To Oliver Wolcott, Junior
New York June 9. 1796
I called at your house the morning of my departure1 but you was not then up. While I was in the City we had a little conversation concerning an affair of an arrangement with Swan for effecting a remittance to Holland.2 I intended to have resumed it for two reasons, one because it has been represented to the disadvantage of the Conduct of the Treasury, another because Swan who lodged at the same house with me begged me to converse with you on the subject and give my opinion both to you & him of what I thought of the matter. The latter I should of course have managed with due regard to all prudential considerations.
But I wished chiefly to apprise you that it is industriously circulated that Monroe3 & Skipwith,4 as Agents for the Treasury received Swan’s money at Paris to remit to Holland, that they mismanaged the fund, produced besides delay, loss—and that the Treasury now endeavours to turn the loss on Swan.5 If you have not been apprized of this it is requisite you should be.
ALS, Connecticut Historical Society, Hartford.
4. Fulwar Skipwith, United States consul general in France.
5. On December 14, 1795, in an attempt to pay off the current interest owing on the Dutch debt, Monroe applied to the French Minister of Finance, Guillaume Charles Faipoult de Maisoncelle, for permission to export one hundred and twenty thousand dollars in specie to Holland. A week later Faipoult refused Monroe’s request (Faipoult to Monroe, December 21, 1795 [ALS, MS Division, New York Public Library]). Monroe then tried to find some other way to send the money. In a letter to Monroe, dated December 24, 1795, the Dutch bankers Willink, Van Staphorst, and Hubbard rejected a proposal by Monroe that the firm should draw on him for the equivalent of the amount owed, “no persons having at present to remit monies to France, at least for any sums of consequence.…” They then suggested that Monroe deposit Swan’s money with the French treasury in exchange for bills on the government of the Netherlands (LS, MS Division, New York Public Library). Monroe rejected this proposal and instead approached French bankers. One of them, Jean Frédéric Perregaux, refused to co-operate (Perregaux to Monroe, February 7, 1796 [ALS, MS Division, New York Public Library]), but three days later a letter from Jacob Van Staphorst approved “the proposal of Mess. Corsange and Co…, provided the Bills are not upon too long terms, which would occasion so much longer advances from the Bankers in Amsterdam and of consequence a loss of Interest for the United States” (ALS, MS Division, New York Public Library). It is not clear whether Monroe eventually transferred the money to Holland by means of Corsange, but he did complete the transaction before he received his letter of recall in November (Monroe to James Madison, January 8, 1797 [Hamilton, James Monroe description begins Stanislaus Murray Hamilton, ed., The Writings of James Monroe Including a Collection of His Public and Private Papers and Correspondence Now for the First Time Printed (New York, 1898–1903). description ends , III, 63]), for Swan presented his account at the Treasury in January, 1797. See Wolcott to H, June 18, 1795, note 7.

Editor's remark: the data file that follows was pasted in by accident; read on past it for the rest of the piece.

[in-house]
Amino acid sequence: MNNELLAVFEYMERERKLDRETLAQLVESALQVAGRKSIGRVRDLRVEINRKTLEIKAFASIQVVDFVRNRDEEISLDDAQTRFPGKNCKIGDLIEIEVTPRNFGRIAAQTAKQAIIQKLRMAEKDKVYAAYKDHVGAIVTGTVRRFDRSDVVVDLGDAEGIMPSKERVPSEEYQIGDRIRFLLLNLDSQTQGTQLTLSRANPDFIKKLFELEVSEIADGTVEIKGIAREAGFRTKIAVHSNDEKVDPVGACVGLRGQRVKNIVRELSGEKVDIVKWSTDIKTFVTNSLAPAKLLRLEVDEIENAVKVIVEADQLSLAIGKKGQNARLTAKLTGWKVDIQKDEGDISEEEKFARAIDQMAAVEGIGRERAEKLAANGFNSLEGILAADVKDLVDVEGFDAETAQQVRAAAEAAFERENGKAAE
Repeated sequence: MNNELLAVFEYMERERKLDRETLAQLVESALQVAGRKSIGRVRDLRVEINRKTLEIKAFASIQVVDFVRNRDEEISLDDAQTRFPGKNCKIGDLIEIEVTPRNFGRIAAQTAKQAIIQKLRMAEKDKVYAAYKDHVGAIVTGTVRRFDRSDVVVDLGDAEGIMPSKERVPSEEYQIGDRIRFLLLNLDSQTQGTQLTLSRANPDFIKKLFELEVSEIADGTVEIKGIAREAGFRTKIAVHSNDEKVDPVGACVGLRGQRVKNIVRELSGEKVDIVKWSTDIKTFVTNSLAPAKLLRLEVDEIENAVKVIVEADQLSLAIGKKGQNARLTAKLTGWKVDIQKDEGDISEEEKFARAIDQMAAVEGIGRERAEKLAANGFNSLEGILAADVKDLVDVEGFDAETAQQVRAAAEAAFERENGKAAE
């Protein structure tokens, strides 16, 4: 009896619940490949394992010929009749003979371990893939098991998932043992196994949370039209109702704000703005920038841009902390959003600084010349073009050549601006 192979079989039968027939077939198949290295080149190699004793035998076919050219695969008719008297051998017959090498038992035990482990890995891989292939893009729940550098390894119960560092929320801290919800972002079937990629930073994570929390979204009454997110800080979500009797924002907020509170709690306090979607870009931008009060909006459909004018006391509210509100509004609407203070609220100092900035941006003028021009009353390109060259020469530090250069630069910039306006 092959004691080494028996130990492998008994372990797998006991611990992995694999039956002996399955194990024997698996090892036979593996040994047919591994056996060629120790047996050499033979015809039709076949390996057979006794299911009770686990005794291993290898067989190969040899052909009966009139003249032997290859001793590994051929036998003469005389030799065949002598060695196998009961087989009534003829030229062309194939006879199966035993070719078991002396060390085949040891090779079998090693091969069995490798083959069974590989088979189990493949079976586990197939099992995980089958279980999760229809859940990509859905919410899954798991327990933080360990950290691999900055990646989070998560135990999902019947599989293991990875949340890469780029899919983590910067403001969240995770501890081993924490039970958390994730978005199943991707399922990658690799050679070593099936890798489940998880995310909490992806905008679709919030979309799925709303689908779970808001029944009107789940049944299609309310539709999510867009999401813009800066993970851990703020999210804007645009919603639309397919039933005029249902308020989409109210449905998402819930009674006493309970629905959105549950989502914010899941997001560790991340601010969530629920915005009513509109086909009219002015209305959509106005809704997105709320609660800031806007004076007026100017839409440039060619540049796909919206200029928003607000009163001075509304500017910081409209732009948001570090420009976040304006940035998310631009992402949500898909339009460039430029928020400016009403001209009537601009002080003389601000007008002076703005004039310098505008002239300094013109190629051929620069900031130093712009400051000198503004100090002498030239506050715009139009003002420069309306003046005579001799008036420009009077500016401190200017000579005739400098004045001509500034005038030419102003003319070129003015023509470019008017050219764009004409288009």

Monroe tried to dispel the rumors mentioned in the letter printed above in the following letter to George Clinton, dated July 25, 1796: “I have just heard that some benevolent minded people in Philadelphia have circulated a report that I am engaged in speculations in this country in land &c. with Mr. Skipwith: and that I omitted to forward or neglected the remittance hence of a sum of money committed to me by draft of Swan upon the H. of Dallardt & Swan here to be remitted to Holland to our bankers. I enclose you the affadavit of Mr. Skipwith to disprove the first calumny, & the correspondence with this govt, our bankers in Holland &c to disprove the 2d” (Hamilton, James Monroe description begins Stanislaus Murray Hamilton, ed., The Writings of James Monroe Including a Collection of His Public and Private Papers and Correspondence Now for the First Time Printed (New York, 1898–1903). description ends , III, 36). On December 25, 1797, Monroe wrote to Thomas Jefferson: “I had no other money entrusted to me for foreign officers: nor for any other purpose except a remittance of 120.000 dollars by a draft of Swan upon his house in favor of the Secretary of the Treasury to be remitted to our bankers in Holland. Upon this latter point an attempt was made to injure me in my absence, but abandoned when it was found that I could not be assailed. Still some injury was perhaps done me in the beginning in whispers. It therefore merits attention whether I ought not to take the subject up openly & pursue Mr. Wolcott, either to an explicit disavowal of calumnies, or to a conviction of being guilty of them, as I have the most ample proof of the rectitude & propriety of my own conduct in that respect. This is for your opinion” (Hamilton, James Monroe description begins Stanislaus Murray Hamilton, ed., The Writings of James Monroe Including a Collection of His Public and Private Papers and Correspondence Now for the First Time Printed (New York, 1898–1903). description ends , III, 89).